Gov. Jack Dalrymple today met with officials from the federal Pipeline and Hazardous Materials Safety Administration (PHMSA) to identify opportunities for enhanced pipeline safety in North Dakota.
In a meeting with PHMSA Deputy Administrator Timothy Butters and Jeff Wiese, PHMSA associate administrator for pipeline safety, Dalrymple said he is forming an advisory panel that will be tasked with researching the use of the latest available technologies to enhance pipeline safety in the state.
The PHMSA officials agreed to have a member of its technical staff support the work of the governor's advisory panel. The governor is currently forming the advisory group which will include independent engineers, members of the pipeline industry and state officials. The advisory panel will research technological solutions and provide recommendations that could be implemented to improve the monitoring and control of pipeline systems.
"Federal pipeline safety regulations do not require the use of real-time, remote-sensing technology and automated shut-off devices in all areas that may merit additional safeguards," Dalrymple said. "We need to know more about the latest technologies available that offer the best protection and how we can work with PHMSA and the industry to take greater advantage of these technologies for enhanced pipeline safety."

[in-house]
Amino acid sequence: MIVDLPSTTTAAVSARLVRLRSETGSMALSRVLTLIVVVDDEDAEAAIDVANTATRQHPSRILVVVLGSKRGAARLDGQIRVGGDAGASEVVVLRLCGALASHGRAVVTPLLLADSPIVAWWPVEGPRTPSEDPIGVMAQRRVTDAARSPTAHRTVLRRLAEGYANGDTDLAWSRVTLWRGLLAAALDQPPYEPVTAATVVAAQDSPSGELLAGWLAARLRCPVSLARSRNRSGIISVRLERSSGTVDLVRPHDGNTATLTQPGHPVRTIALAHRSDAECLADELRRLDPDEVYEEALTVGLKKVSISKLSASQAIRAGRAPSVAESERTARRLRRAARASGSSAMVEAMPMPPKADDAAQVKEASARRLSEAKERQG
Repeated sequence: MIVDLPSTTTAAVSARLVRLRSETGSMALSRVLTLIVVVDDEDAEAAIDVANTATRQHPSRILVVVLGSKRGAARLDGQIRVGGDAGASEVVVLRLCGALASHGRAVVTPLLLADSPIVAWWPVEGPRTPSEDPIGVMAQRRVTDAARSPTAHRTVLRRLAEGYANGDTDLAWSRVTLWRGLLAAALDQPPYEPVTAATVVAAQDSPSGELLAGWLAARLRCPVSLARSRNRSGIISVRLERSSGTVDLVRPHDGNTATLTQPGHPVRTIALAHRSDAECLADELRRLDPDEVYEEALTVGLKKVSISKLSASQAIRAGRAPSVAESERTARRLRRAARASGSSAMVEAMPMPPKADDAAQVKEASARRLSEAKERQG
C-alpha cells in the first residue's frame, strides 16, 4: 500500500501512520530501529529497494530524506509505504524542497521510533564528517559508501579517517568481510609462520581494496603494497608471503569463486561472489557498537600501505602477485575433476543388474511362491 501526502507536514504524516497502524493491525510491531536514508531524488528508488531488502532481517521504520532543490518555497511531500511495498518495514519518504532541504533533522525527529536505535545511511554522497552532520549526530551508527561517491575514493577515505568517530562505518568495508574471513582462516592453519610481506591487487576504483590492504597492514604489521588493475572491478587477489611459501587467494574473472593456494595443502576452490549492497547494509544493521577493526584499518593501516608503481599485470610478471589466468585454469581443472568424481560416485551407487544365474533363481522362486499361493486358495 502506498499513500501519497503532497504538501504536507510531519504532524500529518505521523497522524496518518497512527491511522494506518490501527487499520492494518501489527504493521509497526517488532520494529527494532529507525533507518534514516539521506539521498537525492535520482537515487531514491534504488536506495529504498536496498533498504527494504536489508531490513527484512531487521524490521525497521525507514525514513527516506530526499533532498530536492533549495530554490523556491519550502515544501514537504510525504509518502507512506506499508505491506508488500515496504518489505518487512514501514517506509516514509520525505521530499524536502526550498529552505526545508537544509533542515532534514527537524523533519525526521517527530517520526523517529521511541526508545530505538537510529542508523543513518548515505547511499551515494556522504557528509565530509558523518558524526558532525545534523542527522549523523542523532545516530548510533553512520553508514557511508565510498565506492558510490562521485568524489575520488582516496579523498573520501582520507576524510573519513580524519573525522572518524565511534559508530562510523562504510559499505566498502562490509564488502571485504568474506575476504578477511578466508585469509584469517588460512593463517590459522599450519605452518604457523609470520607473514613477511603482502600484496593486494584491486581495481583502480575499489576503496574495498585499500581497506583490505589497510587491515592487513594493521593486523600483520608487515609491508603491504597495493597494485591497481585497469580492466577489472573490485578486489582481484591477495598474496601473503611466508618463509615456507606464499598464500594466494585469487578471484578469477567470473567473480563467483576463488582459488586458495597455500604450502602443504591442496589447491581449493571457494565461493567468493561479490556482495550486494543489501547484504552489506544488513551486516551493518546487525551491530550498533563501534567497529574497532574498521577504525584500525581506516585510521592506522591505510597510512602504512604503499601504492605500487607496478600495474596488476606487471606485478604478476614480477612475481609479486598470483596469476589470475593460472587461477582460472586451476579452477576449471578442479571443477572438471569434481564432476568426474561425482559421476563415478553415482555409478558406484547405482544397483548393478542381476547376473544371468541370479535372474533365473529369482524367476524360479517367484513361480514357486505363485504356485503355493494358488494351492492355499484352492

PHMSA regulates the operation of oil pipelines and partners with states, including North Dakota's Public Service Commission, to regulate natural gas pipelines.
"We expect pipeline operators in North Dakota to use best practices and that may mean going above and beyond federal requirements to improve the monitoring and control of pipeline flows," Dalrymple said. "The advisory panel will help us determine what the best technological solutions are and whether we can be doing more to ensure the safe operations of oil pipelines."
During an Oct. 28 conference call with PHMSA Administrator Cynthia Quarterman, Wiese and other PHMSA officials, Dalrymple urged them to review their oversight protocols and determine whether federal pipeline regulations offer ample protection for North Dakota citizens.
PHMSA requires the use of enhanced pipeline monitoring and control technology in locations considered "high consequence areas' such as cities and near drinking water supplies. Rural areas are not generally considered high consequence areas and are not subject to the same level of regulation.